U.S. Markets close in 3 hrs 48 mins

The bar for becoming a homeowner isn't as high as people think

Natalie Mayrath
Producer/Reporter

Every Friday our Personal Finance team will round up consumer news you need to know ahead of the weekend, on a segment we call “Family First” for YFi PM. Read below for this week’s round-up.

Mortgage rates are slumping toward a two-year low, making homeownership a bit more affordable.

The 30-year fixed mortgage rate has gone down to 3.82%, from 3.99% last week. Rates on a 15-year fell to 3.28% from 3.46% last week, according to Freddie Mac.

But if you think you know the basic financial requirements it takes to secure a mortgage, you might want to take a closer look. A new study by Fannie Mae shows that consumers broadly lack an understanding of the basic thresholds to qualify for a mortgage. Many potential homeowners are overestimating both the minimum credit score and minimum down payment needed, as well as the debt-to-income ratio percentage required for mortgage qualification. Additionally, fewer than 1 in 4 consumers know that low down-payment programs exist.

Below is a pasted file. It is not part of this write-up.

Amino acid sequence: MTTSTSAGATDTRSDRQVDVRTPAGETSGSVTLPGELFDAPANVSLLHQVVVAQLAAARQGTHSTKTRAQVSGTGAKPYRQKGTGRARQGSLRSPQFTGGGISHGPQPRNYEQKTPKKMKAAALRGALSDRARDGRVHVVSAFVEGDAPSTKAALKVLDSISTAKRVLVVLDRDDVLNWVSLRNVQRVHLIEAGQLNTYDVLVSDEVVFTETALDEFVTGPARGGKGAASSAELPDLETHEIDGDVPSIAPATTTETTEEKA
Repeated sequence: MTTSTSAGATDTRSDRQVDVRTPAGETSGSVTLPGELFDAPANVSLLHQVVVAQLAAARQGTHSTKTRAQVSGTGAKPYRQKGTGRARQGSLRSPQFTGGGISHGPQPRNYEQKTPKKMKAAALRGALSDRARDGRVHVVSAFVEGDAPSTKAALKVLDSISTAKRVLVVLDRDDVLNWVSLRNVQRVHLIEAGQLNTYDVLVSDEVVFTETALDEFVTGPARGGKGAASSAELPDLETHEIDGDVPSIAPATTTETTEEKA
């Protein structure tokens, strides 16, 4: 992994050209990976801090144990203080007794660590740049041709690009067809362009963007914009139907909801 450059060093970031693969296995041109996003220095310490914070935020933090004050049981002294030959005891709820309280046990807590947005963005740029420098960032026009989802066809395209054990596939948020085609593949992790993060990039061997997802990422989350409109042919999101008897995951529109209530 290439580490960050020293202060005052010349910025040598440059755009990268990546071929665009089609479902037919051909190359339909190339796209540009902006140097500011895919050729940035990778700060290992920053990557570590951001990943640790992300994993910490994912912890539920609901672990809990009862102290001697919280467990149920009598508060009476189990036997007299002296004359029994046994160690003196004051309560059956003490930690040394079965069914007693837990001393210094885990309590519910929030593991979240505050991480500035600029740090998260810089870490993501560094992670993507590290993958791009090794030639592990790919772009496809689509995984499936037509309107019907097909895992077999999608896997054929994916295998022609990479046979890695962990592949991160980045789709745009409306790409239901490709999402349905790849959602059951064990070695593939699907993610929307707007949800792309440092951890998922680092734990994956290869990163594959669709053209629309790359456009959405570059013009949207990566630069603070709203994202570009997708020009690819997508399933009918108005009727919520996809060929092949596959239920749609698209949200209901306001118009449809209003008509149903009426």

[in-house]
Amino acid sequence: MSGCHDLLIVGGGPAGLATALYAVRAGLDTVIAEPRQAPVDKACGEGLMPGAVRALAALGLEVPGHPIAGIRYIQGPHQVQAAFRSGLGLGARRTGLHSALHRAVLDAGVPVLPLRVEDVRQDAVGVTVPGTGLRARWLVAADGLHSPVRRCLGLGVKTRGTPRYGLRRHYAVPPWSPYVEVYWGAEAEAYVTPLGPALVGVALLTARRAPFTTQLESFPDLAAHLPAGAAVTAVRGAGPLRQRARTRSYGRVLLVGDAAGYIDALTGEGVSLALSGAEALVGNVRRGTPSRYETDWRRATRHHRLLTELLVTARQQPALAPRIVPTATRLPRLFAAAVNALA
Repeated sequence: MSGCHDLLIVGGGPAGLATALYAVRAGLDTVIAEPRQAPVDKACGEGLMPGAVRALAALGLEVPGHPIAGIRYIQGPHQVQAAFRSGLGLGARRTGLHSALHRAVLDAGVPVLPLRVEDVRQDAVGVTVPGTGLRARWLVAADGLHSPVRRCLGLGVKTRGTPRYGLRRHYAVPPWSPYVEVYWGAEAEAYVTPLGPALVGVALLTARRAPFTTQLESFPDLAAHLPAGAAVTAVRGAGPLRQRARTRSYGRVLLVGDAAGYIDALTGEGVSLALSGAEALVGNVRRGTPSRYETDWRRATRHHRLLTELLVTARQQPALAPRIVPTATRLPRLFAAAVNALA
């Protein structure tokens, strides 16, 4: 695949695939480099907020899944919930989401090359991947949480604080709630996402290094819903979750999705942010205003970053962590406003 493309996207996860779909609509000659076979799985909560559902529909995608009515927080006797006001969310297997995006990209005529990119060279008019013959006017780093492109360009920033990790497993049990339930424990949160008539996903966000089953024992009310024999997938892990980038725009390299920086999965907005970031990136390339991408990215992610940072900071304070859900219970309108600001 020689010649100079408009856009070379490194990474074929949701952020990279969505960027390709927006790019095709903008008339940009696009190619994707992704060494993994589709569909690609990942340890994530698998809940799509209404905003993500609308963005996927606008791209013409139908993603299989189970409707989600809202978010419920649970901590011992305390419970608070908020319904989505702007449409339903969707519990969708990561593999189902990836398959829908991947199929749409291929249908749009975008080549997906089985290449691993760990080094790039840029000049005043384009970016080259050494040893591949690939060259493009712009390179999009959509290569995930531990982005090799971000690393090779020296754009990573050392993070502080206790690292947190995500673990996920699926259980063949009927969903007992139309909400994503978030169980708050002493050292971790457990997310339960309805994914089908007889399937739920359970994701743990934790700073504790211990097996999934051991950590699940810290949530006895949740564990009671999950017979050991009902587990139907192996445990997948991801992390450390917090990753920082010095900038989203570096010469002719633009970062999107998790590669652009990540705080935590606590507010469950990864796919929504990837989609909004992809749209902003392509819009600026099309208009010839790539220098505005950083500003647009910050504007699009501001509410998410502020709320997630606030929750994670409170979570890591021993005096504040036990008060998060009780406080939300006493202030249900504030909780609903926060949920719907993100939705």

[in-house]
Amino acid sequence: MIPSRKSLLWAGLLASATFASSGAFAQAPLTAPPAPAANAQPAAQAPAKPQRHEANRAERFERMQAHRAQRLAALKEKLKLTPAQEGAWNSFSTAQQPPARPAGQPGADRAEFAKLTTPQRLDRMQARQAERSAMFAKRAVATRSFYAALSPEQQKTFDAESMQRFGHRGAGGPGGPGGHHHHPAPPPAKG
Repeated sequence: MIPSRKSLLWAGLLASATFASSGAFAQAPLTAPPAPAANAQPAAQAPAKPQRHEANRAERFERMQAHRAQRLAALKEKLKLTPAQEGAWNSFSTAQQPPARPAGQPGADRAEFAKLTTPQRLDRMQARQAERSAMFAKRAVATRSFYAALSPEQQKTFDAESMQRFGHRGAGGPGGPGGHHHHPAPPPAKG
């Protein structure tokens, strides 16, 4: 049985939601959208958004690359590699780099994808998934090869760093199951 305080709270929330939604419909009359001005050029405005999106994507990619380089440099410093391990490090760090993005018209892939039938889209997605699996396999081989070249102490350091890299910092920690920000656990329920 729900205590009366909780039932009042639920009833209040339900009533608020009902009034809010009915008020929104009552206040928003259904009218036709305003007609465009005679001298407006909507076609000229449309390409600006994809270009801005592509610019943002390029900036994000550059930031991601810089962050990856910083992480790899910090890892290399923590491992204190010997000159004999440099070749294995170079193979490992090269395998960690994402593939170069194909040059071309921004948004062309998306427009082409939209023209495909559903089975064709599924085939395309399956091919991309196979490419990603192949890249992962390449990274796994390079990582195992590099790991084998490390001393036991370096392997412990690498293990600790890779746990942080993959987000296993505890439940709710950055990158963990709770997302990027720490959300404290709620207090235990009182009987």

Consumers overestimate mortgage credit score requirements

As Yahoo Finance reported, alongside the drop in mortgage rates was a drop in housing value in April vs. March – of 0.1%, according to Zillow. This was the first monthly decline in housing value in 7 years. However, inventory is 1.7% lower than last year, meaning buyers could have trouble finding a home to buy. The average price of a home in April was $226,800, up 6.1% from last April’s average value of $212,000, according to Zillow.

Consumers overestimate mortgage down payment requirements

Since Fannie Mae’s last study on trends in consumers’ understanding of mortgage qualifications in 2015, more consumers report seeing their credit score recently, but close to half still cannot recall what it is. And even if they have it, they don’t know what to do with it in terms of pursuing a home mortgage. The report says that while viewing one’s credit score is a good start, consumers need to understand what to do with that information – like pay down credit card balances on time, for instance, to boost their score.

Even people who might seem to be more knowledgeable, such as current homeowners or those planning to own a home in the next three years, aren’t much more knowledgeable than the rest of the population about mortgage requirements.

Follow Natalie Mayrath on Twitter.

WATCH MORE: